Palliative Care Program Honors Three Classes of Graduates in Celebration
Nearly 200 students from the Classes of 2020-2022 earn the MS and graduate certificates.
By Andrew Tie
August 15, 2022
After two consecutive years of virtual graduations, the Classes of 2020, 2021, and 2022 convened in Pharmacy Hall on Aug. 5 as the University of Maryland School of Pharmacy honored graduates of the MS and Graduate Certificates in Palliative Care.
In her remarks at the celebration, Natalie D. Eddington, PhD, FAAPS, FCP, dean and professor of the School of Pharmacy, described the graduates as brave, intrepid, daring, and innovative for maintaining demanding full-time professions with their academic pursuits.
“Graduates, you have now been well-prepared to engage more deeply and fully in your career, in caring for patients, in developing hospice or palliative care programs, to earn a promotion, to specialize in a specific aspect of palliative care, or to supplement your primary job with the special skills of a palliative care provider,” Eddington said.
Mary Lynn McPherson, PharmD, MA, BCPS, CPE, professor of pharmacy practice and science and executive director of graduate studies in palliative care, recognized the many graduates who have and continue to work on the frontlines of the COVID-19 pandemic.
“The vast majority of you were working full time caring for others, caring for your family, and working hard on this degree,” McPherson said. “It has been recognized that palliative care practitioners have been a silver lining in the COVID crisis and not only did you deliver, but you did it while completing challenging coursework, and you never missed a beat.”
Interprofessional Perspectives Encouraged in Program
The palliative care graduate programs are delivered online and educate people interested in a deeper understanding of the physical, psychological, spiritual, and social needs of patients and families affected by advanced illness.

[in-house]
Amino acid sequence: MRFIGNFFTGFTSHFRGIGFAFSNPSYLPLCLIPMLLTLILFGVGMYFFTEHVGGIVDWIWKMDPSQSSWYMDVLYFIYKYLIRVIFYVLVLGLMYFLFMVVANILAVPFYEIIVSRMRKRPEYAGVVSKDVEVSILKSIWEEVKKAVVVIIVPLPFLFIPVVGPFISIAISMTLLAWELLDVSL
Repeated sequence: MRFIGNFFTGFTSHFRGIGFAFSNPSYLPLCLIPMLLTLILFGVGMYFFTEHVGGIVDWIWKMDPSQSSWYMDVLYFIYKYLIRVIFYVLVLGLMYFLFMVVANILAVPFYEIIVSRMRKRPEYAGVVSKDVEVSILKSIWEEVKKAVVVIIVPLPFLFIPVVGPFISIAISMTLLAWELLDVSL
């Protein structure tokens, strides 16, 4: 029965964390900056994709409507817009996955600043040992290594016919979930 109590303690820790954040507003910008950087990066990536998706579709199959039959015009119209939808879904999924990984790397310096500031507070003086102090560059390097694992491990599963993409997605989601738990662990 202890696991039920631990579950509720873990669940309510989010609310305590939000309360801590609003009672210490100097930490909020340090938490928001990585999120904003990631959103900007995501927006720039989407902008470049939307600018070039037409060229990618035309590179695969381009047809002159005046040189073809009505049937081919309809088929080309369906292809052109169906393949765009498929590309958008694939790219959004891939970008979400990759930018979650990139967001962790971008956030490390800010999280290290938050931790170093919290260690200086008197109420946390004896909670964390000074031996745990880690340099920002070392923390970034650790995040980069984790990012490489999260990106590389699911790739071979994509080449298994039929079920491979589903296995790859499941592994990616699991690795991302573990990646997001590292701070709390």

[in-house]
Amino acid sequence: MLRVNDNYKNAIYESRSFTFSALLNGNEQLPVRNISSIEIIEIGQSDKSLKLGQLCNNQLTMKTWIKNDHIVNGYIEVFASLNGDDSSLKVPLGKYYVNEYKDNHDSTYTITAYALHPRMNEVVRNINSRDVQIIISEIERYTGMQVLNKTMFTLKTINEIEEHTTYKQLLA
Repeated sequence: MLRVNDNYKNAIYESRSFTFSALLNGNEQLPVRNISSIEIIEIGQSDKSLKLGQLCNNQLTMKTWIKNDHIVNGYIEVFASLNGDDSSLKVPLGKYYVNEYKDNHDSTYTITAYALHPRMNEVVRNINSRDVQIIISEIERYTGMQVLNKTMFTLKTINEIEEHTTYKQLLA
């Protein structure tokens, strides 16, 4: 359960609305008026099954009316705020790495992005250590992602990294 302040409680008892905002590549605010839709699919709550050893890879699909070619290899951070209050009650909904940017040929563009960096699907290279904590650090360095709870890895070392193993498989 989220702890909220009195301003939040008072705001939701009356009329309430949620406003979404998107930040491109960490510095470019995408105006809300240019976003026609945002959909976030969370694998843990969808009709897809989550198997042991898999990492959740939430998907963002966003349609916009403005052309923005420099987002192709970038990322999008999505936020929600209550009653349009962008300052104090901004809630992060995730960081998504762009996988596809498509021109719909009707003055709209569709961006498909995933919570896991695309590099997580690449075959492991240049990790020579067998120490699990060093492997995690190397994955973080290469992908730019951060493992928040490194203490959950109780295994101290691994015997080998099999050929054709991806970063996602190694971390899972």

A priority of the program—which also includes a new PhD—is fostering an interprofessional, team-based approach to treatment, much like the students will experience in practice. In each course, students are taught by two or more faculty from different disciplines to model interprofessional practice.
In total, the program graduated 194 students across the Classes of 2020, 2021, and 2022.
Learning from Peers and Faculty
Sudha Chandrasekhar, MD, FAAP, MPH, MS ’21, is a physician by training who worked in pediatric palliative care. Chandrasekhar said the interprofessional aspects from the program faculty and her peers allowed her to learn a lot.
“In my class, we had physicians, nurse practitioners, physician assistants, pharmacists, people working as hospice medical directors, social workers, chaplains—we had such a wide variety,” said Chandrasekhar, who spoke at the graduation on behalf of the Class of 2021. “They bring their life experiences and their perspectives to the discussion posts. You learn from the wisdom, of not only your peers but your faculty members. It makes you a more well-rounded person in palliative care.”
Chandrasekhar is now completing a fellowship in pain and palliative care at the National Institutes of Health, a coveted position she credits largely to her connections with McPherson and the palliative care program.
Marissa Todd, PharmD, MS ’20, a pharmacist who works in hospice and palliative care for Enclara Pharmacia, attended the in-person celebration two years after officially graduating. Like Chandrasekhar, Todd enjoyed learning from peers and also appreciated how quickly she could apply the palliative care knowledge.
“Often we had to submit a reflective piece about the past week—what have you learned, how you’ve grown—that allowed me to think about how much this program meant to me and how much I was implementing in my everyday work,” Todd said.
It is that everyday work, caring for patients in difficult health situations, that Jill Morgan, PharmD, BCPS, BCPPS, professor and chair of the Departments of Pharmacy Practice and Science and Pharmaceutical Health Services Research, recognized as a vital component of the health care system.
“Thank you all for taking the time to learn more about palliative care and more importantly for what you’re going to go out and do,” Morgan said.